Greenhalgh & Co.

Chartered Building Surveyors & Valuers

 

boltonsurveyors.org.uk

Greenhalgh & Co.

Chartered Building Surveyors & Valuers

21 Towncroft Lane

Bolton  BL1 5EN

Tel: +44 (0)1204 845382

Fax: +44 (0)1204 433968

Email: greenhalghco@btconnect.com

 

RICS Company No. 002973

 

Mine workings

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Mining Risk Assessment

 

Mining Risk Assessment is relatively new requirement for planning applications.

 

Between the 23rd June 2015 and the 3rd July 2015 the Coal Authority published a series of maps.

 

These maps are collectively referred to as Coalfield Plans for Local Planning Authority areas and are freely available on the internet and can be found at: https://www.gov.uk/government/collections/coalfield-plans-for-local-planning-authority-areas#coalfield-local-planning-authority-plans

 

These maps, along with the Coal Authority interactive map viewer give details of mining risk areas.

 

In essence areas of shallow coal workings, probable shallow coal working, mine shafts and coal crops, are considered the main potential risk area.  The risk primarily stems from the potential of subsidence or mining gas escape.... with subsidence being the main issue.

 

There are two different grades of risk: High Risk and Low Risk.

 

The High Risk Area (15% of the coalfield area) is where coal mining risks are present at shallow depth which are likely to affect new development.

 

The Low Risk Area (85% of the coalfield) is where past coal mining activity has taken place at sufficient depth that it poses low risk to new development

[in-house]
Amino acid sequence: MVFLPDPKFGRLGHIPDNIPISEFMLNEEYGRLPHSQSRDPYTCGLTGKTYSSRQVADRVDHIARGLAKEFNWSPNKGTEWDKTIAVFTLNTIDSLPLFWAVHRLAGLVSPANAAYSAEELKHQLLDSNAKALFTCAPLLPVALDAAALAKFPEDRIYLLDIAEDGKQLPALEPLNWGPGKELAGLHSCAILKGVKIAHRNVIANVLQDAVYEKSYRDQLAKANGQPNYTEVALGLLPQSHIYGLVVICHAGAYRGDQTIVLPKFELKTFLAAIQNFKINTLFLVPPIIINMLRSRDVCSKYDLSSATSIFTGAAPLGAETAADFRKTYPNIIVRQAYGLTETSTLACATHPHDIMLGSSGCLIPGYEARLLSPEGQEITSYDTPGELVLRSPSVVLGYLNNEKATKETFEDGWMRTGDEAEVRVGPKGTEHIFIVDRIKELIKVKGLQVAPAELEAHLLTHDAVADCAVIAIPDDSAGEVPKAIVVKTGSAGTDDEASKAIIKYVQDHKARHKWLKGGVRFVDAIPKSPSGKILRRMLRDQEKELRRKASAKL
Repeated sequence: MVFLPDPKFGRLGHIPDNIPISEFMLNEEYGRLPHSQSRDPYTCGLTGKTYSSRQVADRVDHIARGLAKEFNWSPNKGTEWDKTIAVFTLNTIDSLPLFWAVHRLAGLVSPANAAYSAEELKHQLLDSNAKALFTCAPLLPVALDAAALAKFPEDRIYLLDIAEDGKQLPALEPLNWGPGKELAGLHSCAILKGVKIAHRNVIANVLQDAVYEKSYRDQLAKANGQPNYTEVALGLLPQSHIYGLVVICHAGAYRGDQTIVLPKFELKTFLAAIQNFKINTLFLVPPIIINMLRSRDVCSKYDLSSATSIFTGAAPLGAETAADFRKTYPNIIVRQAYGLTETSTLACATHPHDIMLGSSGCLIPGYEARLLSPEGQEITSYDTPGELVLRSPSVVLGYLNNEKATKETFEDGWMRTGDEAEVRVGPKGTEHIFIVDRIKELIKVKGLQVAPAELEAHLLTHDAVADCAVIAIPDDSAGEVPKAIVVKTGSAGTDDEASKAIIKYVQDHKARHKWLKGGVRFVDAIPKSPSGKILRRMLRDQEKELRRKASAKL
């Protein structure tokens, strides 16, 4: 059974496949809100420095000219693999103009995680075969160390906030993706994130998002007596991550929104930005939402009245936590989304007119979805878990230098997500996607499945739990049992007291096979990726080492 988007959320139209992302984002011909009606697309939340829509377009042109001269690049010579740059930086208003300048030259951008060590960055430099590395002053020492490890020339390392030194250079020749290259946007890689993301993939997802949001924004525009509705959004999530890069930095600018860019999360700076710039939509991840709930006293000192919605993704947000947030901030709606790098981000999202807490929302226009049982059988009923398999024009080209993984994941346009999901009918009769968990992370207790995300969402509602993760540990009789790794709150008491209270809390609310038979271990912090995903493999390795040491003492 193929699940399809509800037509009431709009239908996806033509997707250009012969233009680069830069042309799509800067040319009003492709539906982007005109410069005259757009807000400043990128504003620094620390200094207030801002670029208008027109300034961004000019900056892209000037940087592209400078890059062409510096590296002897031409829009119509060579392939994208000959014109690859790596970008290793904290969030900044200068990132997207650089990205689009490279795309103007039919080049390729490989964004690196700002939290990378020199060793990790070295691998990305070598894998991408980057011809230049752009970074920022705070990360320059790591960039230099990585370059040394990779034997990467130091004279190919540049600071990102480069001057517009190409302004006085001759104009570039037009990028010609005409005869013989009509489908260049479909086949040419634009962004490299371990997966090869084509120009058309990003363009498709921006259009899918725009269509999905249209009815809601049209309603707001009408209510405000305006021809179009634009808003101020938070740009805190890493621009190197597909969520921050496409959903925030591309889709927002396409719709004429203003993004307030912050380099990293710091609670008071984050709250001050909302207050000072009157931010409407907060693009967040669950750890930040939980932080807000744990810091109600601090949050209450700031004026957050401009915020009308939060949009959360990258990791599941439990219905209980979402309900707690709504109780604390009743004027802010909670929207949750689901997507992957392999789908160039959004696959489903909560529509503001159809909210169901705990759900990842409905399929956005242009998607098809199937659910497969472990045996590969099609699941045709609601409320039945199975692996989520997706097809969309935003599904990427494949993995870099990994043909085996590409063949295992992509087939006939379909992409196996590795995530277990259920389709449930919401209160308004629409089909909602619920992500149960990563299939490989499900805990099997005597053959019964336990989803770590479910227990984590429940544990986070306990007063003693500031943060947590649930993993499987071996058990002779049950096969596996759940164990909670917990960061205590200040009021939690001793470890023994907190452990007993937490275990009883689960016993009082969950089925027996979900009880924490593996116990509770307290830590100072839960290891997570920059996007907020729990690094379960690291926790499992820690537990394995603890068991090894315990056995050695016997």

The risks are made up of the following:

Mine Entries with potential zone of influence

Past Surface Hazards

Past Shallow Coal Mine Workings

Mine Gas

Probable Shallow Coal Mine Workings

Geological features (fissures and break lines)

Workable Coal Seam Outcrops

Surface (Opencast) Mining


 

The mining risk assessment in the Northwest is typically undertaken as follows:

 

1) Identify the site location (latitude and longitude)

 

2) Obtain an Environmental and Coal Authority report

 

3) Conduct a ‘Walk-over’ survey to identify any evidence of previous mining related issues

 

4)  If any existing buildings exist measure them for structural movement in both the lateral and vertical plane.

 

5)  Assess any movement in existing buildings against what would be reasonable for the type and age of building given normal deterioration with age.

 

6)  Check the Environmental and Coal Authority report for likelihood of ground problems.

 

7)  Visual assess a sample of other buildings in the same risk area for signs of subsidence.

 

8)  Provide a risk assessment and if necessary a methodology of mitigating the risk of subsidence and mining gas invasion.